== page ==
Imagine a world where sunlight can be captured to produce electricity anywhere, on any surface. The makers of thin-film flexible solar cells imagine that world too. But a big problem has been the amount of silicon needed to harvest a little sunshine.
Now, researchers [led by Harry A. Atwater] at Caltech say they’ve designed a device* that gets comparable solar absorption while using just one percent of the silicon per unit area that current solar cells need. The work was published in the journal Nature Materials.
The research team tried silicon wire arrays instead of traditional silicon panels. These wires have been shown to do a good job converting sunlight to usable energy on the nanoscale. But the scientists had to create wires a thousand times longer.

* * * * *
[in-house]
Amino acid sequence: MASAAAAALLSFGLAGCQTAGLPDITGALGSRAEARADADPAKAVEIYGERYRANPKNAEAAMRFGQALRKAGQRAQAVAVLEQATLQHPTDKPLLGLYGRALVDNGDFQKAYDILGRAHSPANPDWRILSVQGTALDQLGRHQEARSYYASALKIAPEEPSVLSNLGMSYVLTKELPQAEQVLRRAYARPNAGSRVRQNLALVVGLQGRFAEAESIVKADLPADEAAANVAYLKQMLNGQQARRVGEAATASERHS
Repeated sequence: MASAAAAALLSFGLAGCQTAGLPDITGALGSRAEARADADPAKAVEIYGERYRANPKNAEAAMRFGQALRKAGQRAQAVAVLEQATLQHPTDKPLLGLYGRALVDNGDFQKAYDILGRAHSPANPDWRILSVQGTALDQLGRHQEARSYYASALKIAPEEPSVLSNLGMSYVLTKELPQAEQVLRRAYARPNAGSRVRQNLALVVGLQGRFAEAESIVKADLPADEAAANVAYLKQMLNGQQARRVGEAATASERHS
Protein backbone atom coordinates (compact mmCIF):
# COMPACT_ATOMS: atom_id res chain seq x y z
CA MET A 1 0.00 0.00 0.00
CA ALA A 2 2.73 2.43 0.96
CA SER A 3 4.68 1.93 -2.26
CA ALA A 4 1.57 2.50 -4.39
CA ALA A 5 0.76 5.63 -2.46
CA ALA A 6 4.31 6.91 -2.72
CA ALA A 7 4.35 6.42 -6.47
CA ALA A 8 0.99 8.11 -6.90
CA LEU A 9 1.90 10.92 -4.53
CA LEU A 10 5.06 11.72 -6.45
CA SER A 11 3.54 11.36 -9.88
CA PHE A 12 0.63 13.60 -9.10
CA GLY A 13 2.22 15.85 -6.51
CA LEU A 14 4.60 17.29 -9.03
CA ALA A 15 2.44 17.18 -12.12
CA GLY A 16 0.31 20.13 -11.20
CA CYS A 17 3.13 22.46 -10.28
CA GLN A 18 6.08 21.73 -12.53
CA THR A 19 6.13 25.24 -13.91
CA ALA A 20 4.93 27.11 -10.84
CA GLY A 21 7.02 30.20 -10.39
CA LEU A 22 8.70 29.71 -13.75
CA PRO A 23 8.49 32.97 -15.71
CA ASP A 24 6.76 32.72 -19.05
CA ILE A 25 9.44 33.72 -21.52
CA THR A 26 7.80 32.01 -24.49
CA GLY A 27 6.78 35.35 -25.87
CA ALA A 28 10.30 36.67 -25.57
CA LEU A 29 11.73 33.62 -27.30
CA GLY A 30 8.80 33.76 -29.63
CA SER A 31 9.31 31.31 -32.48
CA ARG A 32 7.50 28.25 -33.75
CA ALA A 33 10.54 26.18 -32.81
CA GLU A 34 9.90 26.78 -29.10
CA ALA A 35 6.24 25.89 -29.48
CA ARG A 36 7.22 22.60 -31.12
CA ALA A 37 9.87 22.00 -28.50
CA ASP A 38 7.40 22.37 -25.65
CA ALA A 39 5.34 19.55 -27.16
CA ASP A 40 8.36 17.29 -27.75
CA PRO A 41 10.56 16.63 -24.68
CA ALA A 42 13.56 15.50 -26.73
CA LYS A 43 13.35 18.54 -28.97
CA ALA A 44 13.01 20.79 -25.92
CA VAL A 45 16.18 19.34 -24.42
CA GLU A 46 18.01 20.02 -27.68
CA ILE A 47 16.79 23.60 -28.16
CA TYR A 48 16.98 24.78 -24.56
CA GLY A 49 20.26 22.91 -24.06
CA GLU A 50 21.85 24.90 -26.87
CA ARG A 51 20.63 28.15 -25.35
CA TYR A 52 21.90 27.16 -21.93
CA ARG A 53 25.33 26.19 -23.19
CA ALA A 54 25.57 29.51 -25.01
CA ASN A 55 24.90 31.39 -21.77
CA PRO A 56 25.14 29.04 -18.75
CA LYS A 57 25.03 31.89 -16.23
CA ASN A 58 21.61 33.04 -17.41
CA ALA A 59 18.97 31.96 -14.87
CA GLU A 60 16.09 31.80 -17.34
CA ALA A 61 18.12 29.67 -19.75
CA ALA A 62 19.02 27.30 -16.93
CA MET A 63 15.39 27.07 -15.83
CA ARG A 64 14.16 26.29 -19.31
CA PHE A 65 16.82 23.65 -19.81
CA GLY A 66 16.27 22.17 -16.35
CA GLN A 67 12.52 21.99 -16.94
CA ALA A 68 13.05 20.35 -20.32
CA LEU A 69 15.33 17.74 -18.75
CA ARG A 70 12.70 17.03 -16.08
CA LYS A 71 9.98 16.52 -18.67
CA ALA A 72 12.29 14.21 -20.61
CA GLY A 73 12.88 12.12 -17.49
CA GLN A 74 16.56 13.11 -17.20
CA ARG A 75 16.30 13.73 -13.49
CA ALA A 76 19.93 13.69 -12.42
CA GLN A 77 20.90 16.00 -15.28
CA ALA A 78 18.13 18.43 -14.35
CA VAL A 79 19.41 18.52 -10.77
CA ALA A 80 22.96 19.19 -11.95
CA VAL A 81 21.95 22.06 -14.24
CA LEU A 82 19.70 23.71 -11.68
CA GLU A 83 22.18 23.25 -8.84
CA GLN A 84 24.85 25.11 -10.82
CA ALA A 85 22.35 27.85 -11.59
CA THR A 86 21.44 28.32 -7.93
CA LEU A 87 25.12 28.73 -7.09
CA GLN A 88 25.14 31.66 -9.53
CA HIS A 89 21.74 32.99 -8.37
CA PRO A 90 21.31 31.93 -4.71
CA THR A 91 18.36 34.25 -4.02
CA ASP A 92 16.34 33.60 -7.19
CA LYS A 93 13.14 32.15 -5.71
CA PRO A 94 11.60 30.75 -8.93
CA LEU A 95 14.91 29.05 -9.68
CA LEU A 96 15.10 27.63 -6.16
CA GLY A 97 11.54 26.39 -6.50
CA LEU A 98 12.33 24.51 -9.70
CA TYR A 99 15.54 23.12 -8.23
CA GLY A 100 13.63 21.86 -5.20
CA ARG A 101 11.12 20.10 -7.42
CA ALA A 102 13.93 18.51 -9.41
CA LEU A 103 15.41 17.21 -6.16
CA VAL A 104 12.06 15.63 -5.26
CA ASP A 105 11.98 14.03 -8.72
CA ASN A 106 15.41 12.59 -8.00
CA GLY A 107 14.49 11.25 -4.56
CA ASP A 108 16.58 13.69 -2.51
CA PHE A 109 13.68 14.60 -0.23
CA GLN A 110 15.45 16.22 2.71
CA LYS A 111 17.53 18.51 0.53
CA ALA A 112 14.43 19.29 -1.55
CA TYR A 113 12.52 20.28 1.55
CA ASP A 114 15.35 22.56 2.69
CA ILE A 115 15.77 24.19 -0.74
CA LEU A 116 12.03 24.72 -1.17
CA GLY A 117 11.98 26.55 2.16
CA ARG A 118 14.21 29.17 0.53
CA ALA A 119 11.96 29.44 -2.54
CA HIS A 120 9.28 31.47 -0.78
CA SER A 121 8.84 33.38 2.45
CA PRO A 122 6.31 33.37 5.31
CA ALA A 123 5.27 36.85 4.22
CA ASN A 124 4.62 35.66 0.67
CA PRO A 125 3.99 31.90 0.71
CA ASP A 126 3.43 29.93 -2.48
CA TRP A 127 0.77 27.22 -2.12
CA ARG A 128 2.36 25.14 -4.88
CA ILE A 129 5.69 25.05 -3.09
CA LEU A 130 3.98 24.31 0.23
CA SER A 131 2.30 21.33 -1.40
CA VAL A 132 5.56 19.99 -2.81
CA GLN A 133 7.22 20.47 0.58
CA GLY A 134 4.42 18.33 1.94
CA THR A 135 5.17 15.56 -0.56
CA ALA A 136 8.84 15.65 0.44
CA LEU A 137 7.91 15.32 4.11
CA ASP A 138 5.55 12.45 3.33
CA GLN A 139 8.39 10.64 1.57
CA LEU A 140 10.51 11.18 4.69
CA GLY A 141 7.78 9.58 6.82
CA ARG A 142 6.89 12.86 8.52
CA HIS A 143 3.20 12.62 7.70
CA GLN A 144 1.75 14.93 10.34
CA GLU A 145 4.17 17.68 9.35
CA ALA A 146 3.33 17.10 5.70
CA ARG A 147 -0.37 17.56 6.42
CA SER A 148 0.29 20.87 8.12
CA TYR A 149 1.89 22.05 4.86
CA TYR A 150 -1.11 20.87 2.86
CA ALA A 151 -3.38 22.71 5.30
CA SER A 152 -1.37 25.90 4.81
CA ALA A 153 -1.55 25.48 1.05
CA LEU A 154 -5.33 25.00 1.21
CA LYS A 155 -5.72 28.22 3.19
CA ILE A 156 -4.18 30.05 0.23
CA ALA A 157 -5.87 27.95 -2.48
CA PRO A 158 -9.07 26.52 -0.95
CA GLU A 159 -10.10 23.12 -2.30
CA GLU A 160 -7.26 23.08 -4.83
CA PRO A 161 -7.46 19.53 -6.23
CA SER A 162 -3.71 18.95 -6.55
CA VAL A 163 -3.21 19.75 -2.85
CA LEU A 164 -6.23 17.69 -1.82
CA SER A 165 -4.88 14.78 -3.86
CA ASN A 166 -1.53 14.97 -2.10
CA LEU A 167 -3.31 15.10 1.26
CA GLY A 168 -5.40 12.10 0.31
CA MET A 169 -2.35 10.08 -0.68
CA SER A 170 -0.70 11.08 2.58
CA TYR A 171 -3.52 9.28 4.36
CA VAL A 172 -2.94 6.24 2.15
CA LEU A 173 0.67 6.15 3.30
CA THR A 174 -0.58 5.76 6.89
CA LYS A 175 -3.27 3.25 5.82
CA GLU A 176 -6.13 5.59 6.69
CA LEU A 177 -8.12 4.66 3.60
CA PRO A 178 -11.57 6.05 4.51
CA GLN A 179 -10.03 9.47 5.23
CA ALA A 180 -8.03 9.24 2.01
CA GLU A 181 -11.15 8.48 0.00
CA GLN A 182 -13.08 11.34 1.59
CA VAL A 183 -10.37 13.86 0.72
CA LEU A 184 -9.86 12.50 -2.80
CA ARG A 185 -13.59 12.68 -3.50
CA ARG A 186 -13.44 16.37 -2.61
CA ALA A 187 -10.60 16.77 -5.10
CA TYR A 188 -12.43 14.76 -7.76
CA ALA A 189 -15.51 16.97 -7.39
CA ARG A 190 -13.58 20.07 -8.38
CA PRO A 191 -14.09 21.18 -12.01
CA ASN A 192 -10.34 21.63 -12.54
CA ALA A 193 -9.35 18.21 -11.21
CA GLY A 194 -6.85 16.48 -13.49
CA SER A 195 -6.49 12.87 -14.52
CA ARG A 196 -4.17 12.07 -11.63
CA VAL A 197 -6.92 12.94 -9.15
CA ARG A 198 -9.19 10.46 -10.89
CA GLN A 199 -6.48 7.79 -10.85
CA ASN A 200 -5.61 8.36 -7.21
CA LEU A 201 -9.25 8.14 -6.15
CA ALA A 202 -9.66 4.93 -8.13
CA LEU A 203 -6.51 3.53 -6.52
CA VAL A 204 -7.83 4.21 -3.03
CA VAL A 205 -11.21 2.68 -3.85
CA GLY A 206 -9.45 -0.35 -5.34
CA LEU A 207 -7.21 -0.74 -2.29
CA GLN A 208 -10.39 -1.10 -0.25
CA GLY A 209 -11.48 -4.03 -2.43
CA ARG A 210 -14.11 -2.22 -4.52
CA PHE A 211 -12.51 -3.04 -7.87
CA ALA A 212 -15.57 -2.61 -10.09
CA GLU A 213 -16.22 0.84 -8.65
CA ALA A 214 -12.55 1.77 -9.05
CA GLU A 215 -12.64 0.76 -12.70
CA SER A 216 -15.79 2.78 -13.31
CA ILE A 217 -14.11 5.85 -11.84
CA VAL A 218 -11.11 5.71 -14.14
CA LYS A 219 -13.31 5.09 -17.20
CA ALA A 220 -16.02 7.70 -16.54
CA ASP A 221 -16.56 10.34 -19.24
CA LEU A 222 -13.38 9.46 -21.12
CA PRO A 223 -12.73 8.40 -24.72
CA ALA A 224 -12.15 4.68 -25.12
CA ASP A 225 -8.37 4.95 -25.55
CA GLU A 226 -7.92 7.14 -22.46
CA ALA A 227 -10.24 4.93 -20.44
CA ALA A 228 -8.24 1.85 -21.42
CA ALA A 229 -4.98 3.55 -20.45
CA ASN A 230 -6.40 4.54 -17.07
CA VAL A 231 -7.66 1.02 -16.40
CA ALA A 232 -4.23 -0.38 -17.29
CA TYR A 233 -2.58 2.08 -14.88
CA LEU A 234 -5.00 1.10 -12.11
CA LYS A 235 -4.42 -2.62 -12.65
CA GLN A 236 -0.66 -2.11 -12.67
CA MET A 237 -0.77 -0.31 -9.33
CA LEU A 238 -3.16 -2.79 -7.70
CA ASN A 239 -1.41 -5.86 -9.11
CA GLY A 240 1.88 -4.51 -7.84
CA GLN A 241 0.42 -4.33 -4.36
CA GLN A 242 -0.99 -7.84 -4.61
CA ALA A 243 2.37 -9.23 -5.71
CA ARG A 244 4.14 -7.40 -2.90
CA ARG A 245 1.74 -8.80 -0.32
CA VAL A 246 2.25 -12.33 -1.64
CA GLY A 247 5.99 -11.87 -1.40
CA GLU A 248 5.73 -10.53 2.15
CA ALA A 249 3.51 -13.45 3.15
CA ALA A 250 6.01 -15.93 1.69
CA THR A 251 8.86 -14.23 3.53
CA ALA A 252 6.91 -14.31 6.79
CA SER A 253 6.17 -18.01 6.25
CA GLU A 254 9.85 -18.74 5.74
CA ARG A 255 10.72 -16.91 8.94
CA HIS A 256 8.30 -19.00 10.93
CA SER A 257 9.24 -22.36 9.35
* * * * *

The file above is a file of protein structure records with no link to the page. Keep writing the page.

Light bounces around within the wires and is eventually absorbed when it hits at the correct angle. But there was a problem: too much light was leaking out. Adding nanoparticles of alumina kept much more of the light scattering until it got absorbed. The result is a system that virtually matches silicon wafer light absorption and may be more efficient at converting light to electricity, while using a tiny fraction of the material.
[The above text is an exact transcript of this podcast.]
For more, check out the article Photovoltaic Breakthroughs Brighten Outlook for Cheap Solar Power
[Scientific American is part of Nature Publishing Group.]
*Clarification (2/16/10): The Caltech scientists did not invent a “device” in the common sense. They designed a material that absorbs virtually equivalent numbers of photons, yet requires only a tiny percentage of the silicon found in traditional solar cells.